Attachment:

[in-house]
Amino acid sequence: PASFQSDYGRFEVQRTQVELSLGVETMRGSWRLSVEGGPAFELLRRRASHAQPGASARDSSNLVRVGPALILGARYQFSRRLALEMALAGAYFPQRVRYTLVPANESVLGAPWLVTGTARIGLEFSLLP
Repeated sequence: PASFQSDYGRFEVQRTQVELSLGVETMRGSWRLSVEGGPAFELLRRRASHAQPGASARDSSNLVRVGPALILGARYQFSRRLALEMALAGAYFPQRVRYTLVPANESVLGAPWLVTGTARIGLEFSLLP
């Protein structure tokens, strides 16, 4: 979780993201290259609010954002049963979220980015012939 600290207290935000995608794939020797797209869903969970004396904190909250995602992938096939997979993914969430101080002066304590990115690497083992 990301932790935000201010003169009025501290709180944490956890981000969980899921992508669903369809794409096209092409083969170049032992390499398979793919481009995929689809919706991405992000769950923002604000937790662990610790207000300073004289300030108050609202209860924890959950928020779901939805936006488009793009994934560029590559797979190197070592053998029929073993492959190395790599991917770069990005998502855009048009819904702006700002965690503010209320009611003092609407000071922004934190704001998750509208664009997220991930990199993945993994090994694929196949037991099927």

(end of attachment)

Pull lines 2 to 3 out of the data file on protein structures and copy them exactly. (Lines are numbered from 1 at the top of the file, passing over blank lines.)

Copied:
Amino acid sequence: PASFQSDYGRFEVQRTQVELSLGVETMRGSWRLSVEGGPAFELLRRRASHAQPGASARDSSNLVRVGPALILGARYQFSRRLALEMALAGAYFPQRVRYTLVPANESVLGAPWLVTGTARIGLEFSLLP
Repeated sequence: PASFQSDYGRFEVQRTQVELSLGVETMRGSWRLSVEGGPAFELLRRRASHAQPGASARDSSNLVRVGPALILGARYQFSRRLALEMALAGAYFPQRVRYTLVPANESVLGAPWLVTGTARIGLEFSLLP